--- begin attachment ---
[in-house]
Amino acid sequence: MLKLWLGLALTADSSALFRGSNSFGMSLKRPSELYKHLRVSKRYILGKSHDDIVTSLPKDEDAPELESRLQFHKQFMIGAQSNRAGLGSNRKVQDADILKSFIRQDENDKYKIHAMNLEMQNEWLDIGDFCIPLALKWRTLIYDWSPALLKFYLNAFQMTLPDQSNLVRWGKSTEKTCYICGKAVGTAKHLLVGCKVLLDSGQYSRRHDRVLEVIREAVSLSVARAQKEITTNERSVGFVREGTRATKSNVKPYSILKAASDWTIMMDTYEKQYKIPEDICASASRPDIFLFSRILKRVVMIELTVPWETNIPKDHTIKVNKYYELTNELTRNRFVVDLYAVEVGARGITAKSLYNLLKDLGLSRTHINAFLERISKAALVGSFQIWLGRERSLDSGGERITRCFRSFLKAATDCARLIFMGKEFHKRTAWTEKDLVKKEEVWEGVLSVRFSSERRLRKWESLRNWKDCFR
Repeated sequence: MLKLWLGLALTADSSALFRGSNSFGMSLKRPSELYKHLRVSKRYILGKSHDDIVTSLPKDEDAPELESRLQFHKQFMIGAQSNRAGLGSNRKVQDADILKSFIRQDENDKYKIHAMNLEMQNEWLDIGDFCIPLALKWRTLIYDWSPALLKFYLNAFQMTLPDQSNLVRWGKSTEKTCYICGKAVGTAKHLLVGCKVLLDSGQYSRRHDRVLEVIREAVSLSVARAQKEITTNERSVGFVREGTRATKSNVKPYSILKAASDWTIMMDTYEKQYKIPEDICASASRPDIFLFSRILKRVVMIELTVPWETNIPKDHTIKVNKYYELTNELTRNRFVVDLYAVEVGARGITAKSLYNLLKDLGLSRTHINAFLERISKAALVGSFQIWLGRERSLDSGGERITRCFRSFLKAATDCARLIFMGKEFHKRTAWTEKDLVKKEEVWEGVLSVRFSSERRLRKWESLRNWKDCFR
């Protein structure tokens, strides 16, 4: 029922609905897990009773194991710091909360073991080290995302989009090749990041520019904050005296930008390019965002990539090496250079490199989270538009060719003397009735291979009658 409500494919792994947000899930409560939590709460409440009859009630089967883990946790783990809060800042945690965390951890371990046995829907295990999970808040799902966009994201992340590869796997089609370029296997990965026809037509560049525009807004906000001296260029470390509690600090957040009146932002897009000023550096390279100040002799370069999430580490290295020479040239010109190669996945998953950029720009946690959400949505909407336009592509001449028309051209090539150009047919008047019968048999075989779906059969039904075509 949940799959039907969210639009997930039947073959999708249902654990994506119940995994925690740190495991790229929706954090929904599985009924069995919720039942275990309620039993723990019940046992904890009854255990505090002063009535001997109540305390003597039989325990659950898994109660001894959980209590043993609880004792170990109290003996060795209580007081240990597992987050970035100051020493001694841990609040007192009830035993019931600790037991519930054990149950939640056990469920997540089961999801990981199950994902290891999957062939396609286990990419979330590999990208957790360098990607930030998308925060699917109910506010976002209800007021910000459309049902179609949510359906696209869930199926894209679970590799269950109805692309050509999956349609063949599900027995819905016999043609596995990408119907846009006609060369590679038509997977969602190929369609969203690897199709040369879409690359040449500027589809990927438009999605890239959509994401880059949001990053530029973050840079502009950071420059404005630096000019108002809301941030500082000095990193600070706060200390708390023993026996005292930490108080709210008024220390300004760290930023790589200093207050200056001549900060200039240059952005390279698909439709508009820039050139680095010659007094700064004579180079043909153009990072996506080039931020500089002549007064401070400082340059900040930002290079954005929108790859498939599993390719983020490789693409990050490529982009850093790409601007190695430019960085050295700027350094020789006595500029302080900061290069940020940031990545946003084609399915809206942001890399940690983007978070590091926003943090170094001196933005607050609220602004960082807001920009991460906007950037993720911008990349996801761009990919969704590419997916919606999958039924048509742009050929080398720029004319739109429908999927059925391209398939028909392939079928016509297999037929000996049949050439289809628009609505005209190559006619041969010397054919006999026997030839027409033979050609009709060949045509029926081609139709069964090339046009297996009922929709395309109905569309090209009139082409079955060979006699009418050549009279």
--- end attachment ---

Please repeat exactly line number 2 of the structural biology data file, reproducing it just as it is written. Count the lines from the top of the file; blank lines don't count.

Amino acid sequence: MLKLWLGLALTADSSALFRGSNSFGMSLKRPSELYKHLRVSKRYILGKSHDDIVTSLPKDEDAPELESRLQFHKQFMIGAQSNRAGLGSNRKVQDADILKSFIRQDENDKYKIHAMNLEMQNEWLDIGDFCIPLALKWRTLIYDWSPALLKFYLNAFQMTLPDQSNLVRWGKSTEKTCYICGKAVGTAKHLLVGCKVLLDSGQYSRRHDRVLEVIREAVSLSVARAQKEITTNERSVGFVREGTRATKSNVKPYSILKAASDWTIMMDTYEKQYKIPEDICASASRPDIFLFSRILKRVVMIELTVPWETNIPKDHTIKVNKYYELTNELTRNRFVVDLYAVEVGARGITAKSLYNLLKDLGLSRTHINAFLERISKAALVGSFQIWLGRERSLDSGGERITRCFRSFLKAATDCARLIFMGKEFHKRTAWTEKDLVKKEEVWEGVLSVRFSSERRLRKWESLRNWKDCFR